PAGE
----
The Prose and Purpose of Guilds and Guild Halls

Since Colin Johanson’s segment during the PC Gaming Show at E3, the community has been showered with press releases and official blog posts detailing the core features that players will be able to look forward to with the addition of guild halls in Heart of Thorns. The return of guild halls may feel overdue for those who played the older series of games, where all you had to do was acquire a celestial sigil and choose the type of hall you wanted. I admit to thinking that halls were definitely going to be included in the release of Guild Wars 2 because, for me, they were these beautiful but private areas that allowed guilds (and alliances) to convene and relax from the busy-ness of the larger city zones. Honestly, it was harder for me to accept guilds at the game’s release without guild halls, but I can only speak for myself. Though, when looking at the full timeline of the franchise’s existence, the Guild Wars franchise has always had a peculiar relationship with guilds and what they represent, both in lore and as a feature.


What have guilds meant to a game titled “Guild Wars?” For those less acquainted with the original series’ lore, The Guild Wars were a string of cross-kingdom conflicts that took place before the first game, Guild Wars: Prophecies. Guilds had risen to power during a period of wealth and innovation following the Exodus of the Gods, often operating across the borders of the three main Tyrian kingdoms of Ascalon, Kryta, and Orr. Eventually, those guilds turned on one another, swaying the three kingdoms into war for resources and control over the remains of the bloodstones. The Third Guild War ended abruptly with the initial charr invasions against the the human kingdoms. After the events of The Searing, guilds became nothing more than groups of heroes and adventurers without any true political agency, that is, until the release of Guild Wars: Factions.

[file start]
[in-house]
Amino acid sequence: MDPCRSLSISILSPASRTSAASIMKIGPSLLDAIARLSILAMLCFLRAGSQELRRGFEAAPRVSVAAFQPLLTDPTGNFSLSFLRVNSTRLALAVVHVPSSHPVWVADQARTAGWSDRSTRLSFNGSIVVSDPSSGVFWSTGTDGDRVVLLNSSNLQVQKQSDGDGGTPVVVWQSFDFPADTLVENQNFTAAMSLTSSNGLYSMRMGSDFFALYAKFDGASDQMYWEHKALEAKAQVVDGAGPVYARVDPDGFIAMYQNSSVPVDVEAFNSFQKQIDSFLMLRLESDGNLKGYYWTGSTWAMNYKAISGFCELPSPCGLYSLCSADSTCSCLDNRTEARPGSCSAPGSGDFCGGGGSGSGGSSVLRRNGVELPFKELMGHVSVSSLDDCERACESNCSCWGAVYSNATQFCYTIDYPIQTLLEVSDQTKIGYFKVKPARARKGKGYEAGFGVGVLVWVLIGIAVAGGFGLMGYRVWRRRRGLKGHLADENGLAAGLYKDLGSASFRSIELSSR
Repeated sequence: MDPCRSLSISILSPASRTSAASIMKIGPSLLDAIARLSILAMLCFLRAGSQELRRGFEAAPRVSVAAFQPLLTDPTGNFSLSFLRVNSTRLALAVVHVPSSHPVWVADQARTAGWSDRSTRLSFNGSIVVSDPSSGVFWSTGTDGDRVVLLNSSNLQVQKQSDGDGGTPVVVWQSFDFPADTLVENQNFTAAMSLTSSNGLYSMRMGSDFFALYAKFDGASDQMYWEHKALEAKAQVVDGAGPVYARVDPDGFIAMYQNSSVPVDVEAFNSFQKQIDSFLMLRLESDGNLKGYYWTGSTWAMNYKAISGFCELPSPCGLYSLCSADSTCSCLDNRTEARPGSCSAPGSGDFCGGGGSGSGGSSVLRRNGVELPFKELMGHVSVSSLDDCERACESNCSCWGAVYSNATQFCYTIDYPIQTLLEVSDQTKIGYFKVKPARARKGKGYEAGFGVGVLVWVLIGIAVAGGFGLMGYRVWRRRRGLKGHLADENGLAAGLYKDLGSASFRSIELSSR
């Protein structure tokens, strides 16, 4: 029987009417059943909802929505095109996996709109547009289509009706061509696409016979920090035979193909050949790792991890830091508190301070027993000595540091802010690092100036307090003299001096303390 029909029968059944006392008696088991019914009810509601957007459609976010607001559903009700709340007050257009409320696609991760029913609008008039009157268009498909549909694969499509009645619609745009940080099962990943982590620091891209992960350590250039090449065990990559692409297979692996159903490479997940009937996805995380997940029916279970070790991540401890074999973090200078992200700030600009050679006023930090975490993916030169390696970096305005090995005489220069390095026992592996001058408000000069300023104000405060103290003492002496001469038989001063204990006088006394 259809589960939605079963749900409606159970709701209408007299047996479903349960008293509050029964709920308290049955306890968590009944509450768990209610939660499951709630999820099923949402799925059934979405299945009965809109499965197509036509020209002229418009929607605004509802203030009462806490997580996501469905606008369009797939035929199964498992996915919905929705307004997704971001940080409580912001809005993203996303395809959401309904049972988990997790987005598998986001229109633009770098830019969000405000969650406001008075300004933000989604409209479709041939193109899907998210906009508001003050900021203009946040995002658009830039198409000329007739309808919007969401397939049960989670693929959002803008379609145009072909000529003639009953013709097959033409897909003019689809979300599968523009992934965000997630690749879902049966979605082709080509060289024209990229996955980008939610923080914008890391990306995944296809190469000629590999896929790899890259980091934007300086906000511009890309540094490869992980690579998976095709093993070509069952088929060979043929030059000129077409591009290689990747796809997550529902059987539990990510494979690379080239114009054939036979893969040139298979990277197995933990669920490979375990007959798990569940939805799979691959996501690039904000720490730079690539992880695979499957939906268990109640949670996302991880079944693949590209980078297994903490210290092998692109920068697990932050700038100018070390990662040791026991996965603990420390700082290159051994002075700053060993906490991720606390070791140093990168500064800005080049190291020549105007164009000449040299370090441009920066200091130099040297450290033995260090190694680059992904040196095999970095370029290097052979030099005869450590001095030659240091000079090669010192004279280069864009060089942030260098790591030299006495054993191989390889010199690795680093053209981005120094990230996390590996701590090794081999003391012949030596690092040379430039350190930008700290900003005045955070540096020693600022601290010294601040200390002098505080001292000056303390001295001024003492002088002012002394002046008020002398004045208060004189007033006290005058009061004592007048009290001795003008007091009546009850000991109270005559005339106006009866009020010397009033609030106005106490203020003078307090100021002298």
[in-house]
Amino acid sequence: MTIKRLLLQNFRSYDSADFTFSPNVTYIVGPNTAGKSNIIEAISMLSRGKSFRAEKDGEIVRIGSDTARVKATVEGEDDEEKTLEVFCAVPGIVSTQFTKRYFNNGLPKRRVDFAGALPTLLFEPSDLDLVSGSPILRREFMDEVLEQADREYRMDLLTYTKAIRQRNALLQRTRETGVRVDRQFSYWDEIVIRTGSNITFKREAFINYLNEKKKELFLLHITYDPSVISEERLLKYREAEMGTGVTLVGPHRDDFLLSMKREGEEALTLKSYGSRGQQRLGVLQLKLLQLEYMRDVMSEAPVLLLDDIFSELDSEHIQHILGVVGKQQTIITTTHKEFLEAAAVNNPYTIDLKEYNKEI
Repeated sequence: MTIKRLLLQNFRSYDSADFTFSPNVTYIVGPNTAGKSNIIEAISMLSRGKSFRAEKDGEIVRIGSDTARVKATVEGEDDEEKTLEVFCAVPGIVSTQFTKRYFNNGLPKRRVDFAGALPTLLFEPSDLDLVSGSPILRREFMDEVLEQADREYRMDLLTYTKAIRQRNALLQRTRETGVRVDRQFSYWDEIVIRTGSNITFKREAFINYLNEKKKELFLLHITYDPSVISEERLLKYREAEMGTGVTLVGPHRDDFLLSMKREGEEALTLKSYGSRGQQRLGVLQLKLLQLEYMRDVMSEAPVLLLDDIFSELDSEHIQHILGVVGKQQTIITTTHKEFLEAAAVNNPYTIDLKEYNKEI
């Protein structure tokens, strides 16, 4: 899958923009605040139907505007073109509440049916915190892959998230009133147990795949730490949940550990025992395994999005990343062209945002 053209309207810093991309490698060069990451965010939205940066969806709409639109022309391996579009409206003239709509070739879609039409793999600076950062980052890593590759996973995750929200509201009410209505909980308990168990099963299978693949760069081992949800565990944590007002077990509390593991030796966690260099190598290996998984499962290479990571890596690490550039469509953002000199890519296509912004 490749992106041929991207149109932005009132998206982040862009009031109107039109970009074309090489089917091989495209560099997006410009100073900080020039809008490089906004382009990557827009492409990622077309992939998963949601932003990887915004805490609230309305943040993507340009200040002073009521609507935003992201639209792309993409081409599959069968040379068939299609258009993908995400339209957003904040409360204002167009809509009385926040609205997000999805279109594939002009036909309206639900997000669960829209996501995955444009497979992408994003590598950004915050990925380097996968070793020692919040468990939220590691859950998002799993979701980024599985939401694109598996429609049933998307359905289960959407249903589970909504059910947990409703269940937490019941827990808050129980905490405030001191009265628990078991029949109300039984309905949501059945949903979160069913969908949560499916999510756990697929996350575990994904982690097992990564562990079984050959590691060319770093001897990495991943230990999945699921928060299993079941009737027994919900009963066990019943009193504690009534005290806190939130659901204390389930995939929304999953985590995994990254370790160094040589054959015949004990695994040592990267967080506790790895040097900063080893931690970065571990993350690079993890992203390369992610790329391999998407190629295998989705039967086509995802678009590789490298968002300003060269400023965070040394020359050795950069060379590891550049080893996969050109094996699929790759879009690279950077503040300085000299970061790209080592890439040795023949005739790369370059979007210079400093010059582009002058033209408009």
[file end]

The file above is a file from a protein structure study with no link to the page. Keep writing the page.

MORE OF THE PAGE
The Battle of Kyhlo was a conflict between an Ascalonian and Orrian guild.

Across the ocean to the south, guilds from any nation could pledge their support to one of two Canthan factions, the Kurzicks or Luxons. There, guilds and their allies fought on a battlefront along the Echovald Forest and Jade Sea in Alliance Battles, or the events at Fort Aspenwood and Jade Quarry, in order to claim outposts for either side. Factions gave guilds a bit more agency by allowing them to form political alliances in a form of PvP, but the feature ran in direct opposition with the main storyline of the game, which required the players to unite the two nations against Shiro Tagachi and his Afflicted, making the conflict feel a little arbitrary in the larger narrative.

The Kurzick and Luxon Warfront

Finally, with Factions and Nightfall, ArenaNet added several new guild hall skins, but Eye of the North and Guild Wars: Beyond lacked any new guild content. Each of the three standalone campaigns came with their own guild hall skins, hall merchant upgrades, and access to the guild vs guild PvP type. Guild leaders could recruit members and assign officers. There could only be one leader, and only the leader had the ability to change the guild cape and hall. Both the leader and officers could change the guild message board, though. This was the span of guild content in the original series.